A Korean language class at a vocational school in Osaka: Many similar courses in Japan have seen applications surge. (Photo by Eugene Lang)

The number of people taking the test in Japan has been increasing steadily since its launch in 1997, when some 1,500 sat for it.

Diplomatic relations between Japan and South Korea have taken a sharp turn for the worse since October 2018 when the South Korean Supreme Court ordered Nippon Steel to pay compensation to former Korean wartime laborers who worked for the steelmaker's forerunner, Nippon Steel & Sumitomo Metal.

Despite the strained bilateral ties, 27,000 people have applied for the test in Japan in 2019, up 10% from the previous year in a fifth consecutive year of growth.

Of the 11,000 applicants for the test in October, 90% were women. Most of those sitting the test were young people, with teens and 20-somethings accounting for nearly 80% of the total. The latter ratio has risen sharply from around 40% 10 years ago.

Asked about the reasons for taking the test in a TOPIK survey, about half the respondents cited "for measuring language skills," while about 10% each said "for job seeking" and "for studying in South Korea."

The number of Japanese students studying at university and college in South Korea has also increased, posting a 10% year-on-year rise to some 4,300 as of April 2019, according to the Consulate General of the Republic of Korea in Osaka.

Despite the political confrontation between the two countries, young Japanese seem to remain interested in South Korea, says Yang Hoseok, a consulate official.

Seigakusha's Japanese language school in Seoul offers learning in small classes. (Photo courtesy of Seigakusha)

Meanwhile, Seigakusha, a Japanese cram school operator, has launched a business to help South Korean students wishing to study at university in Japan.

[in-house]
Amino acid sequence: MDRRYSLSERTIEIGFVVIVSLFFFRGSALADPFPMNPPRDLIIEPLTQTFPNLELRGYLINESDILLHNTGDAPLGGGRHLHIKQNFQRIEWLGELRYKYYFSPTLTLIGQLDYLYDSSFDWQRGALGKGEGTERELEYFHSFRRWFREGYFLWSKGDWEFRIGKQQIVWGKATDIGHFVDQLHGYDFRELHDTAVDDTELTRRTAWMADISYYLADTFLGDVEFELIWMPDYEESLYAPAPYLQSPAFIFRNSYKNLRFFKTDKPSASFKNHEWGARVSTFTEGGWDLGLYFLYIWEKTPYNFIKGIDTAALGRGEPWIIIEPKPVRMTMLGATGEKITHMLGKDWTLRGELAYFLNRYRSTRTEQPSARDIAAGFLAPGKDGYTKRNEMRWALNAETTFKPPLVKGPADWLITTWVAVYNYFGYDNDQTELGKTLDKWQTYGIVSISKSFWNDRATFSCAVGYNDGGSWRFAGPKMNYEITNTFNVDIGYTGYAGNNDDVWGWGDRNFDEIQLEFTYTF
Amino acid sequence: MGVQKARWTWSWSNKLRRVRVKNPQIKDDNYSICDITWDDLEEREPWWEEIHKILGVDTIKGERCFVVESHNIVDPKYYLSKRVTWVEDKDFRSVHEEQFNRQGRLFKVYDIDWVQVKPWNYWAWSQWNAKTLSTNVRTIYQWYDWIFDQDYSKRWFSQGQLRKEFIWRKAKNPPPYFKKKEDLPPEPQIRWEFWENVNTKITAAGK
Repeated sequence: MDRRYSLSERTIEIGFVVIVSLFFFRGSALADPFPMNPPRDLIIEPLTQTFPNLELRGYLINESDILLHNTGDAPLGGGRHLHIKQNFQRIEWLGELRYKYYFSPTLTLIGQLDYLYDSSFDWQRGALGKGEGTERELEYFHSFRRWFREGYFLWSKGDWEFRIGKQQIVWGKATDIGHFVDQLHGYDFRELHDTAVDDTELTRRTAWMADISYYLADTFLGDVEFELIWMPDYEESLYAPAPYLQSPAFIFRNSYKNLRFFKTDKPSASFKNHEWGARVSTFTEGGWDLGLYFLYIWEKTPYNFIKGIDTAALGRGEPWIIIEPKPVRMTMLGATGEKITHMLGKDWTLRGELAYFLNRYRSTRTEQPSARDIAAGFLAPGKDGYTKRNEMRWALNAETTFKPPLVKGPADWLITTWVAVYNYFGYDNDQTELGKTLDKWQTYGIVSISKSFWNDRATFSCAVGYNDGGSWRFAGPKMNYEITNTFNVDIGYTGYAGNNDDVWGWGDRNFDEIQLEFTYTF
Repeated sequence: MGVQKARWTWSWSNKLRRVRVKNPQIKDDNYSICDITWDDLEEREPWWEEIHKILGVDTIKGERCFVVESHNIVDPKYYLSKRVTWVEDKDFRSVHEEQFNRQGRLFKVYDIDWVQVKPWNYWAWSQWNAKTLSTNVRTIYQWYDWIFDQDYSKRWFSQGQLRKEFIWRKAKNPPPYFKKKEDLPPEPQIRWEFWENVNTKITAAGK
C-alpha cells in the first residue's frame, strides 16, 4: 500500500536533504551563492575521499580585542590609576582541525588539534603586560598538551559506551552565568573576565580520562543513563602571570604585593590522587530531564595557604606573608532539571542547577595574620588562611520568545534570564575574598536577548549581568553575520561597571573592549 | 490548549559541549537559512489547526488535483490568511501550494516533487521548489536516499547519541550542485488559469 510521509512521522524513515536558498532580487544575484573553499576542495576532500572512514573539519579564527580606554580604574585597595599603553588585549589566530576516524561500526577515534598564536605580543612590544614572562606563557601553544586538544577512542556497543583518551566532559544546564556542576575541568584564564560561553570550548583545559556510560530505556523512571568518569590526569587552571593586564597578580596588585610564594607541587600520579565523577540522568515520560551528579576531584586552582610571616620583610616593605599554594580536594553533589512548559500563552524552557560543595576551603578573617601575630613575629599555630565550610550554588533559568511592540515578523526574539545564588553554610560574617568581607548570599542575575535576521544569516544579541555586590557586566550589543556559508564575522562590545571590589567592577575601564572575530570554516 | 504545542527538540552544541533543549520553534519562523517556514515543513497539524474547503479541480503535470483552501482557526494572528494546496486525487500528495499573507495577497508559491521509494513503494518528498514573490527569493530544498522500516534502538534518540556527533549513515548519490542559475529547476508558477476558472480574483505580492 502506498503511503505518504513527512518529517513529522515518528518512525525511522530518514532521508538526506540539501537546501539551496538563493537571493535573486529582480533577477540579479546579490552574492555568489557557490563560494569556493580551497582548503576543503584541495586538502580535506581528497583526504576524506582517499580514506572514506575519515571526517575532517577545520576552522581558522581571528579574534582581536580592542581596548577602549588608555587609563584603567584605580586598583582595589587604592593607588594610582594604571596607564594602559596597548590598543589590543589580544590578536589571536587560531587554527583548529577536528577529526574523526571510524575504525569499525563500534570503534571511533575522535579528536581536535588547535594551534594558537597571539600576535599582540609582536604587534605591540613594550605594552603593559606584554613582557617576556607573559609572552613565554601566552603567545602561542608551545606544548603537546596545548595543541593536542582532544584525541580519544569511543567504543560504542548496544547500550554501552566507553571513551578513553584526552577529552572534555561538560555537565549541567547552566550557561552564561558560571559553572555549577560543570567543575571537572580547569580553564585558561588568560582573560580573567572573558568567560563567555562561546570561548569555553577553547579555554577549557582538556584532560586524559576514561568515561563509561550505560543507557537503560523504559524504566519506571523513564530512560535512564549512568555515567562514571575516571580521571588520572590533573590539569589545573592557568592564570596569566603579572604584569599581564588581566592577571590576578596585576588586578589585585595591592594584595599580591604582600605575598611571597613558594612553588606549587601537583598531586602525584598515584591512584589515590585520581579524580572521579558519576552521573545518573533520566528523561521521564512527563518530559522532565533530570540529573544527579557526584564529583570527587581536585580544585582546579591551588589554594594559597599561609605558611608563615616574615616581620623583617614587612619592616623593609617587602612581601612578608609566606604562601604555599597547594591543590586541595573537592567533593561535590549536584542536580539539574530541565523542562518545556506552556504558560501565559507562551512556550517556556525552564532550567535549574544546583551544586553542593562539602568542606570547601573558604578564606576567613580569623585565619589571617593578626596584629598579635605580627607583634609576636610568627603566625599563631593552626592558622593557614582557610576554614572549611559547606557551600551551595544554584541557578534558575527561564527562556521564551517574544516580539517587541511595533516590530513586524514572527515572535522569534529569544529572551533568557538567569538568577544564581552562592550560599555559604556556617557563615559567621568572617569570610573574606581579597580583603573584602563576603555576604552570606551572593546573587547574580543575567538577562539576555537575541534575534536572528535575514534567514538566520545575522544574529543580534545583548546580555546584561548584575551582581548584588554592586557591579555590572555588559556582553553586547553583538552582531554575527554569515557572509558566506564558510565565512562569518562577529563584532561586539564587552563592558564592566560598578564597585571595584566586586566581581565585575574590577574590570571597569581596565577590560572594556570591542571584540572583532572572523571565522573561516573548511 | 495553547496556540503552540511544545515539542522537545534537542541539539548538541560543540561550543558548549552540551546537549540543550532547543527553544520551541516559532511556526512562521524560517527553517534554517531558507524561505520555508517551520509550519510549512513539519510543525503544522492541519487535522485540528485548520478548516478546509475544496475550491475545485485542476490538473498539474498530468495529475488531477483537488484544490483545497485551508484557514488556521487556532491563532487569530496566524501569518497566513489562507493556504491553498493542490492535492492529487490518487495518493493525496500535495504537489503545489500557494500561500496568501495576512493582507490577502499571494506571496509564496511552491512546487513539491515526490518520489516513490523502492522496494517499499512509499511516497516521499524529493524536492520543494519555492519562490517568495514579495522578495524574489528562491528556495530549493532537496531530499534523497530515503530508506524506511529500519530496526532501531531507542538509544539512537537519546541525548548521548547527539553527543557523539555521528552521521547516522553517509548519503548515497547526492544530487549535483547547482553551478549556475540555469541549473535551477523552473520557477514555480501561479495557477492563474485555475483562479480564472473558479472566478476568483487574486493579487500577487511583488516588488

A Japanese language school that opened in Seoul in November will start offering support services for South Korean students planning to study at university in Japan, including individual tutoring to provide guidance for taking exams and interviews to study in Japan.

A growing number of South Korean students are opting to study at university in Japan instead of trying to pass highly competitive entrance exams for top South Korean universities. One reason for them to study at university in Japan is a serious job shortage for South Korean university graduates.

The deterioration of the bilateral relationship seems to have had little impact on the business of offering support to South Korean students wishing to study in Japan.

In 2015, Seigakusha, also known as Kaisei Kyoiku Group, which operates cram schools mainly in the Kansai region around Osaka, opened Japanese language schools for foreign students in Japan in Osaka and Hyogo prefectures. The schools offer courses for taking the Examination for Japanese University Admission for International Students (EJU). More than 90% of the students who have finished the courses go on to university, vocational school or graduate school in Japan.